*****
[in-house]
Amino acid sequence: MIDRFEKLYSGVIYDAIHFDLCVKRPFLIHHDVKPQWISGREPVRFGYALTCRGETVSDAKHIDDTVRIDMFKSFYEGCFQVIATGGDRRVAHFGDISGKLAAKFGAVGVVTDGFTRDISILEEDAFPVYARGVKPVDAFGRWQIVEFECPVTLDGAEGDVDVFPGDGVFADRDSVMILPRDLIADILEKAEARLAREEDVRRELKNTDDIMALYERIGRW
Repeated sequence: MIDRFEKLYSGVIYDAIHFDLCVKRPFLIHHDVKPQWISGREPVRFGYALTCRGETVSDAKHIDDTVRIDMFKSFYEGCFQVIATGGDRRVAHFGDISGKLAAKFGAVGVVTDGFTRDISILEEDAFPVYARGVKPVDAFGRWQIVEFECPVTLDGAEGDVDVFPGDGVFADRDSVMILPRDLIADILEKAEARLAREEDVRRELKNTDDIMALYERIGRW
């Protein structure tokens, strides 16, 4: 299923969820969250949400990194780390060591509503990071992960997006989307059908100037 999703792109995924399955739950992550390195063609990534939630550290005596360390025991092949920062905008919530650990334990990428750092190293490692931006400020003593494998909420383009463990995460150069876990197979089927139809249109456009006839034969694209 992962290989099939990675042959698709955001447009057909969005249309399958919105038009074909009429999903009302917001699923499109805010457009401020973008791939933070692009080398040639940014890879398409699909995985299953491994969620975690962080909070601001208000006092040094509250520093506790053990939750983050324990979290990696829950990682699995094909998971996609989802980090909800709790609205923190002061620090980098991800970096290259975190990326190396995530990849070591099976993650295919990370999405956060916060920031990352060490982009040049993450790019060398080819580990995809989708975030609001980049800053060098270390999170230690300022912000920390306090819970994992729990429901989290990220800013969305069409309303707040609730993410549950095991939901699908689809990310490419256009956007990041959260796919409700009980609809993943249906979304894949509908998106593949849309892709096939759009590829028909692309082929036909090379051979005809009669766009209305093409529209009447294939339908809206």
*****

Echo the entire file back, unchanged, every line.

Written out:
[in-house]
Amino acid sequence: MIDRFEKLYSGVIYDAIHFDLCVKRPFLIHHDVKPQWISGREPVRFGYALTCRGETVSDAKHIDDTVRIDMFKSFYEGCFQVIATGGDRRVAHFGDISGKLAAKFGAVGVVTDGFTRDISILEEDAFPVYARGVKPVDAFGRWQIVEFECPVTLDGAEGDVDVFPGDGVFADRDSVMILPRDLIADILEKAEARLAREEDVRRELKNTDDIMALYERIGRW
Repeated sequence: MIDRFEKLYSGVIYDAIHFDLCVKRPFLIHHDVKPQWISGREPVRFGYALTCRGETVSDAKHIDDTVRIDMFKSFYEGCFQVIATGGDRRVAHFGDISGKLAAKFGAVGVVTDGFTRDISILEEDAFPVYARGVKPVDAFGRWQIVEFECPVTLDGAEGDVDVFPGDGVFADRDSVMILPRDLIADILEKAEARLAREEDVRRELKNTDDIMALYERIGRW
């Protein structure tokens, strides 16, 4: 299923969820969250949400990194780390060591509503990071992960997006989307059908100037 999703792109995924399955739950992550390195063609990534939630550290005596360390025991092949920062905008919530650990334990990428750092190293490692931006400020003593494998909420383009463990995460150069876990197979089927139809249109456009006839034969694209 992962290989099939990675042959698709955001447009057909969005249309399958919105038009074909009429999903009302917001699923499109805010457009401020973008791939933070692009080398040639940014890879398409699909995985299953491994969620975690962080909070601001208000006092040094509250520093506790053990939750983050324990979290990696829950990682699995094909998971996609989802980090909800709790609205923190002061620090980098991800970096290259975190990326190396995530990849070591099976993650295919990370999405956060916060920031990352060490982009040049993450790019060398080819580990995809989708975030609001980049800053060098270390999170230690300022912000920390306090819970994992729990429901989290990220800013969305069409309303707040609730993410549950095991939901699908689809990310490419256009956007990041959260796919409700009980609809993943249906979304894949509908998106593949849309892709096939759009590829028909692309082929036909090379051979005809009669766009209305093409529209009447294939339908809206």